STEP ONE: First we identify the cracks and joints to be repaired

Common Areas: Check around your basement windows. It is common for a crack to appear from the corners of the window down towards the floor. If your basement is finished and you do not want to take down the drywall to check, you can have a look from the outside. Due to the foundation wall being partially exposed above grade, the crack should be evident, especially if you are finding a puddle of water below a window.

Other problem areas may occur in corners, concrete form ties and wall cork plugs. Usually, if there is a crack on one wall, unfortunately there is a good chance that there is another crack on the opposite wall in the same vicinity. The pressure from the initial crack is a linear shear force and exerts the "dead weight load" of the supported structure along this imaginary line to the opposite wall, causing the second crack to appear.

STEP TWO: Drilling and preparing the crack

Once we have located the crack and covered the floor area with newspaper and plastic, we can now begin drilling. We drill a 3/8" diameter hole on a 45 to 60 degree angle so as to intersect the crack or joint at the mid point of the wall. If possible, we alternate the holes on each side of the crack. Holes should be vertically spaced 6 to 10 inches apart and horizontally, the holes should be between 2 to 4 inches out from the crack. Once all of the holes are complete, we then flush out the drilling debris with water.

STEP THREE: Setting up for injection

We now install our packers and injection tips into each hole. this allows us to hook up our 0-3000 PSI airless piston pump for flushing and injection. Next, the pump injects each packer with a 5% crack cleaning solution until the concrete material and debris is seen exiting the face of the crack or joint. Again, using the same pump, we then flush each packer with large amounts of clean water.

STEP FOUR: Final prep and polyurethane injection

In order to prevent the loss of material, guarantee sufficient amounts of product within the cracks and promote a proper cure of the polyurethane, we apply hydraulic cement on the surface of the crack or joint. This is a temporary portion of the process as it may be removed with ease after the product has cured for approximately 24 hours. When the hydraulic cement has hardened the injection process begins by means of our high pressure pump injecting our premium polyurethane product. As the material is being applied it is common to see "oozing" of the product through the packers, the hydraulic cement and even on the exterior side of the foundation wall. This tells us that the product is finding its way through the entire crack and access holes.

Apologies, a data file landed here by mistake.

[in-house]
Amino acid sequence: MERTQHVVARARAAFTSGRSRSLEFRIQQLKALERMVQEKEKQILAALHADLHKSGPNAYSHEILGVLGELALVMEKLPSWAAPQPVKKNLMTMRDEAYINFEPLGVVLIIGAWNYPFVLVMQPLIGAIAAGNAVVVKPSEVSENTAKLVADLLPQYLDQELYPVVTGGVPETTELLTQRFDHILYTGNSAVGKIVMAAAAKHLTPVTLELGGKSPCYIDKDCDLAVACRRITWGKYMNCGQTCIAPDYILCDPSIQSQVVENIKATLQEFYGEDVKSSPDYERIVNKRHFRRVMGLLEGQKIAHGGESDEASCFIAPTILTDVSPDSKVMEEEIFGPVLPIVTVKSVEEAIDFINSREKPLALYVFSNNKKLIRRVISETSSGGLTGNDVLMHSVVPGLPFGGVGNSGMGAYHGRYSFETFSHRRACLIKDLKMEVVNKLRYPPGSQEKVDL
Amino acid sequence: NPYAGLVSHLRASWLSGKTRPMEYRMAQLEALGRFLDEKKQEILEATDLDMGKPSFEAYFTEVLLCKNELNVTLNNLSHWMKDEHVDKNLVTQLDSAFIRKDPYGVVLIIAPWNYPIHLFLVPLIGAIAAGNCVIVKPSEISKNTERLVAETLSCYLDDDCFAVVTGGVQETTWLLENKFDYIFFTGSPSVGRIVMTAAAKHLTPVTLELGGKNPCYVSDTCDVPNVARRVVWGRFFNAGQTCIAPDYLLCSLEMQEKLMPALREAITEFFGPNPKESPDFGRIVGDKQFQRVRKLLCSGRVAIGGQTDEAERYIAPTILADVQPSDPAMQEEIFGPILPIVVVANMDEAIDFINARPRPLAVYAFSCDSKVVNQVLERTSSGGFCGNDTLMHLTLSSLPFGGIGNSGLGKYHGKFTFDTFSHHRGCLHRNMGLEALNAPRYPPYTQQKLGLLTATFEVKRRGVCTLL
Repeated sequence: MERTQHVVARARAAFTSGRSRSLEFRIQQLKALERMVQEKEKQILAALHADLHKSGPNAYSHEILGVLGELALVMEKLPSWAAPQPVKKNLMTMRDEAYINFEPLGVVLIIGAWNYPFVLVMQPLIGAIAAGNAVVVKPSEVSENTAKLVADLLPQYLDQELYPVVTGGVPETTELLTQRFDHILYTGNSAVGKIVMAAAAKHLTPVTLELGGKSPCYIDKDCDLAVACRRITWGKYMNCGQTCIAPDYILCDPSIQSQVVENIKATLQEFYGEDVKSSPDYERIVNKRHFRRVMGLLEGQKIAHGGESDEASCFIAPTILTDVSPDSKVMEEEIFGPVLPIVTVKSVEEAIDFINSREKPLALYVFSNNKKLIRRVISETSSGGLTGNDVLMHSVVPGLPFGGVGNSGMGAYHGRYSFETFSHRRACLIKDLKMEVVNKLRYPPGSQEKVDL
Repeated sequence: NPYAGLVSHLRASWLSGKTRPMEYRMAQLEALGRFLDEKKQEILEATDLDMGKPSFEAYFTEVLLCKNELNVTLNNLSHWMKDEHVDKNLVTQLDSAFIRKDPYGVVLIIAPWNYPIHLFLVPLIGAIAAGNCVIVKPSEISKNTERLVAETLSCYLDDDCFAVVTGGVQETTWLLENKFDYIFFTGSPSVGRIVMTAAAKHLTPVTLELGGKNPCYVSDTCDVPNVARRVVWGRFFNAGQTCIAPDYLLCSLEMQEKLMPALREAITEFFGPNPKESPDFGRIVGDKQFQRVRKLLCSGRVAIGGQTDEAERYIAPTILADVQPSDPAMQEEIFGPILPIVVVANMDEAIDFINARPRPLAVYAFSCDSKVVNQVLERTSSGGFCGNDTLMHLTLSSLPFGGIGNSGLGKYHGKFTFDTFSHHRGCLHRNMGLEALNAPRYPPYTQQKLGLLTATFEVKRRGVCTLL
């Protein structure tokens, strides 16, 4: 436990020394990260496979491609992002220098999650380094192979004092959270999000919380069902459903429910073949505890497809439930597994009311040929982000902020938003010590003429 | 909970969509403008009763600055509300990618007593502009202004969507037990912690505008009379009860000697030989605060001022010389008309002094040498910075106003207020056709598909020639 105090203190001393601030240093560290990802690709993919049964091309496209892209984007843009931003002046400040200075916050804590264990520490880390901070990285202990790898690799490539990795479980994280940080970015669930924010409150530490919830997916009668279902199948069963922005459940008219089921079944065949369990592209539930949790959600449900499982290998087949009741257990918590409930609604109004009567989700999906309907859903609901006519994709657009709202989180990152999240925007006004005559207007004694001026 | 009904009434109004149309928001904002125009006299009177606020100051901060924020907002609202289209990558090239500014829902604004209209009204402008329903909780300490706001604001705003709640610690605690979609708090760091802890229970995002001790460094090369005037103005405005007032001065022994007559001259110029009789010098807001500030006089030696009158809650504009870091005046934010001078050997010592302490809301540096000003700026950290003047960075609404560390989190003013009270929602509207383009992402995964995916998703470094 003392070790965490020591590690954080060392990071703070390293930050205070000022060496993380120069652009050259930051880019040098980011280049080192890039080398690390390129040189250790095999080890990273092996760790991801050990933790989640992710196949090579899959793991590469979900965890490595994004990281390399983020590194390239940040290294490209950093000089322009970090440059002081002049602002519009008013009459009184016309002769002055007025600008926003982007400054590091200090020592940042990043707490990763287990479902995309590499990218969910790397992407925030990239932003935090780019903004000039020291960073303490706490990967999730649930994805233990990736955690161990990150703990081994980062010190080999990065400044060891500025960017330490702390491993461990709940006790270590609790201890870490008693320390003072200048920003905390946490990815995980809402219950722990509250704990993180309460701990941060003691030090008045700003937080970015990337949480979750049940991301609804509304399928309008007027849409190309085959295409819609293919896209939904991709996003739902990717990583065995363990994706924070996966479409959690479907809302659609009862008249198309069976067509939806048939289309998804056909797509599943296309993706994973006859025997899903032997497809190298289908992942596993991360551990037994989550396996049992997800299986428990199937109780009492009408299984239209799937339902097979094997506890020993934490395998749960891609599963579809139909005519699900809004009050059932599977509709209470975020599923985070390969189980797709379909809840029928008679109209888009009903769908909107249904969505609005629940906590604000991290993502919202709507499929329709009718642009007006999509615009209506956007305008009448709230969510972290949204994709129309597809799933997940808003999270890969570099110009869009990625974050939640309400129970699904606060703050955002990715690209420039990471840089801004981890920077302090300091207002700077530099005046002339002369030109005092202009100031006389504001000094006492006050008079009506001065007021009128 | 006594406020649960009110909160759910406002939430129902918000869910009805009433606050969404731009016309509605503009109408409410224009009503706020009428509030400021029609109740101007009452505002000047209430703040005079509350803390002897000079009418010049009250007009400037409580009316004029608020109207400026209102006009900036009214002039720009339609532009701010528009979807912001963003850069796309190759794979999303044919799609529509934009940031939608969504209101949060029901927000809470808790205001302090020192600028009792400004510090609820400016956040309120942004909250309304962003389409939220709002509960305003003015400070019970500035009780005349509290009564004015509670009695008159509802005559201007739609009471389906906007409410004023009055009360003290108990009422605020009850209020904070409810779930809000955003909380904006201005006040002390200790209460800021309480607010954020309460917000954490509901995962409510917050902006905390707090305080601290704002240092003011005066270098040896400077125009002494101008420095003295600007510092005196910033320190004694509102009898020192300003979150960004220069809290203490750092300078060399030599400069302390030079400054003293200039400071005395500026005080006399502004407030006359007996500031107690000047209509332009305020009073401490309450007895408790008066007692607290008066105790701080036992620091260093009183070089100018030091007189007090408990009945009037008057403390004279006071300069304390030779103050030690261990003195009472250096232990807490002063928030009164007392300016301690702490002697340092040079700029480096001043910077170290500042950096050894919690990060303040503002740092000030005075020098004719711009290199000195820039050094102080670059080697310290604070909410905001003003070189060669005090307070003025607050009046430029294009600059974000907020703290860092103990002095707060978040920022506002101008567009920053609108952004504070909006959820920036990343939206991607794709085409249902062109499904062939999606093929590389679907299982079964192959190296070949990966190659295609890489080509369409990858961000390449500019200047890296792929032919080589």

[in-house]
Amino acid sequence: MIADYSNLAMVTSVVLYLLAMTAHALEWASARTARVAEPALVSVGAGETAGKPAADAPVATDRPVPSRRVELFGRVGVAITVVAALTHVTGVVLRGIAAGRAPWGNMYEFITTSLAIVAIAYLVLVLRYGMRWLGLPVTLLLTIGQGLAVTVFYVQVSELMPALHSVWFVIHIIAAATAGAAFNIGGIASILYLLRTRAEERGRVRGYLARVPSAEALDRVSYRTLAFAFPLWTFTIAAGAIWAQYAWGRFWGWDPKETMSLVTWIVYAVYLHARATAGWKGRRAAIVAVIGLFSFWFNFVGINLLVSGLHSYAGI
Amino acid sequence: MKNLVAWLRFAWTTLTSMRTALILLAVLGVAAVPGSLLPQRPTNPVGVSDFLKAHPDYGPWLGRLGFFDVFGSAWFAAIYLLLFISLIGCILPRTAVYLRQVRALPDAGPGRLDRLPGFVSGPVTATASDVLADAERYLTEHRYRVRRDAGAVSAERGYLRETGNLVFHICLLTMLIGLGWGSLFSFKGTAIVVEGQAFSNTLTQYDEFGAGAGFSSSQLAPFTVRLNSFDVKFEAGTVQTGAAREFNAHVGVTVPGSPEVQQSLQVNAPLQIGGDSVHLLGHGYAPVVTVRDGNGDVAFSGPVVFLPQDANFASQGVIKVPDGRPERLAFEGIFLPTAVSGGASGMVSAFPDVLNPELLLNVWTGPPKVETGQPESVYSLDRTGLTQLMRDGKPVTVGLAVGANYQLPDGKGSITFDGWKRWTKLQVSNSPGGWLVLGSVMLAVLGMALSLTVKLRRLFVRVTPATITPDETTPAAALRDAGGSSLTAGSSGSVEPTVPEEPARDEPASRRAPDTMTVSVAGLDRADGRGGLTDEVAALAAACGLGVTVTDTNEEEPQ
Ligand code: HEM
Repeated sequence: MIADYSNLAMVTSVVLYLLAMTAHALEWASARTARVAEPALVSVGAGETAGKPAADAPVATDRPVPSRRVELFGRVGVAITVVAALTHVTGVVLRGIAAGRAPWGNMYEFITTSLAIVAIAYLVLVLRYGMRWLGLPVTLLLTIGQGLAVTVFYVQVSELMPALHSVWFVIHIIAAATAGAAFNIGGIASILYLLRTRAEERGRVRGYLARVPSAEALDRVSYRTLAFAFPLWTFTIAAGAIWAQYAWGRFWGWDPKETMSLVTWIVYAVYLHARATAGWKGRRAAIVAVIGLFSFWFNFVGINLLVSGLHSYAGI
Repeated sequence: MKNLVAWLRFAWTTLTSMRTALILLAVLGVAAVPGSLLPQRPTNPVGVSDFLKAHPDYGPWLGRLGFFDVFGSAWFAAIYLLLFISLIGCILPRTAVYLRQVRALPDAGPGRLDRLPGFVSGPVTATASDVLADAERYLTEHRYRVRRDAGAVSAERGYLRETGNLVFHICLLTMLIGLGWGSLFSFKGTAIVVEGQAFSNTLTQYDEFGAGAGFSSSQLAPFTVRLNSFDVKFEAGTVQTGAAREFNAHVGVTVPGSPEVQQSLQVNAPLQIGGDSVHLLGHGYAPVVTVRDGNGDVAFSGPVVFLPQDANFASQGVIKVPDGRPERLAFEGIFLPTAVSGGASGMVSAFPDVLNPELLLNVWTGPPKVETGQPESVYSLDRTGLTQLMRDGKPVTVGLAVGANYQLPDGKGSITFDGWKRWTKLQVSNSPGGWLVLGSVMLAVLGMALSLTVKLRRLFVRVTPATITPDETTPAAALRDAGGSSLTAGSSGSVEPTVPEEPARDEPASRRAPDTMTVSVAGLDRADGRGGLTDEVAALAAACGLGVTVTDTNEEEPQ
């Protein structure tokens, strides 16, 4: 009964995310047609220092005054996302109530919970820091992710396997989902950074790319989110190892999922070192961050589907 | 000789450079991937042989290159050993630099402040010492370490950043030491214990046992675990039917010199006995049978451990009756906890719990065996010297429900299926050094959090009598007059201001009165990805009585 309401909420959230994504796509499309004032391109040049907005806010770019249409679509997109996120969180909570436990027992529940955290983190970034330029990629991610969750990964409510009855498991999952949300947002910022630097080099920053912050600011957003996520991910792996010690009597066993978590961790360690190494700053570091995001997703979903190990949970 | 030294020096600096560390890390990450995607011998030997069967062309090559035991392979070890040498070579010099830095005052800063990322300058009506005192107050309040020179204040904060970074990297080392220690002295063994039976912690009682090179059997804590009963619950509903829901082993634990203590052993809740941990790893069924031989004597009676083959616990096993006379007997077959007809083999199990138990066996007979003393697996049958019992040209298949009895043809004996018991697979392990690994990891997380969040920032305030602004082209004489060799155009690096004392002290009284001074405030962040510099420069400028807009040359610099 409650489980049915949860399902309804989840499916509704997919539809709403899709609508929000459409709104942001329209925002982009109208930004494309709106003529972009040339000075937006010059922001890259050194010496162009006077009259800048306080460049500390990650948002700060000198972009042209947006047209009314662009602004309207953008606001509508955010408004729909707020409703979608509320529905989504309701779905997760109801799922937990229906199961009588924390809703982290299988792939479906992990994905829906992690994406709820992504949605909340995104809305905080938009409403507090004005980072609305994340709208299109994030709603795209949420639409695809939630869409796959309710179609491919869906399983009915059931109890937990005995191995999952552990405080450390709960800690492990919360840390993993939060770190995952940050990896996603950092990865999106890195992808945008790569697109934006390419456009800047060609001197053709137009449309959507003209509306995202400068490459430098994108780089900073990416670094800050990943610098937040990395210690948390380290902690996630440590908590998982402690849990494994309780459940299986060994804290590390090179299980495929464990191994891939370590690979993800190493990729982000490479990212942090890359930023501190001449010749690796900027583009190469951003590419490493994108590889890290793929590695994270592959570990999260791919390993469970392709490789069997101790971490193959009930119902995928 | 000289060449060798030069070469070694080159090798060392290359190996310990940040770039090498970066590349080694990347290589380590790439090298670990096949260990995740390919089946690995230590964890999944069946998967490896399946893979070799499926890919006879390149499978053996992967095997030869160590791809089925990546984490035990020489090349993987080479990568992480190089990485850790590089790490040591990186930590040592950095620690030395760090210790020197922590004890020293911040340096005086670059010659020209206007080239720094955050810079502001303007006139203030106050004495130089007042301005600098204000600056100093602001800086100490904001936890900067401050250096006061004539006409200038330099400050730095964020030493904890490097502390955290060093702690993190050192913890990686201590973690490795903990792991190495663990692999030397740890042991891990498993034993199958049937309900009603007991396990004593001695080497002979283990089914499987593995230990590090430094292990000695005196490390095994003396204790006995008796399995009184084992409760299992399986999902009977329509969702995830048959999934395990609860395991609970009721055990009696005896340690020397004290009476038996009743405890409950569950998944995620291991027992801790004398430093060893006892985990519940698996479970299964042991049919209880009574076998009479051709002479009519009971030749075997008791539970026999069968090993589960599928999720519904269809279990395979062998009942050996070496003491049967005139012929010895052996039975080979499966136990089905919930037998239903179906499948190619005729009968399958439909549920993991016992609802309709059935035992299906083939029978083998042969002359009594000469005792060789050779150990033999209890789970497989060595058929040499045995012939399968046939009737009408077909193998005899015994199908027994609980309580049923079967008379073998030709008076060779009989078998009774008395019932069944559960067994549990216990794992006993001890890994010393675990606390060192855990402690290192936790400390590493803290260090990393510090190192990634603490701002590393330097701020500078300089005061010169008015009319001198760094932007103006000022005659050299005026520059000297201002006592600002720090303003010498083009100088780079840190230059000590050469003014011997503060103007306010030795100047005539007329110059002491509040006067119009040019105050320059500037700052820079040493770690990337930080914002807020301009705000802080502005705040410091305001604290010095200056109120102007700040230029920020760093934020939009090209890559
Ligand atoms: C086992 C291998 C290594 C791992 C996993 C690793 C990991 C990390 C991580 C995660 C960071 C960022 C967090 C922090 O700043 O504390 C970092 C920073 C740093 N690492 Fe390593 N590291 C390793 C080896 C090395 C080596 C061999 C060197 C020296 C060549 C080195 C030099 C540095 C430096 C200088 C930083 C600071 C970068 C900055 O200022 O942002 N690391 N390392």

Once all of the packers have been filled we are then finished. After a good clean up, you can enjoy years of a leak free basement in a residential dwelling, an underground car park in an apartment or commercial building. Satisfaction is guaranteed by our 25 year transferable guarantee. READ ABOUT OUR GUARANTEE

STEP FIVE: Removal of packers and hydraulic cement

When possible, allow at least 24 hours for the resin to cure before removal of hydraulic cement, packers and excess polyurethane. We provide a removal service or we can teach you how to do it on your own.


Our "no digging" technology is an advanced process using a polyurethane resin injection into the crack itself. This provides a "water-activated" barrier between the two sides of the compromised concrete section. Due to the pressure of our injection system, it forces the product to the outside wall where it can no longer make its way through because of the density of the earth. Therefore the polyurethane is forced to find its way back through the crack, where it hits the barrier created by the hydraulic cement. It follows the path of least resistance. The Polyurethane then expands at a 10:1 ratio," thus filling the entire crack from the inside out.

Any questions about the process, please feel free to contact us in our Contact Us section.

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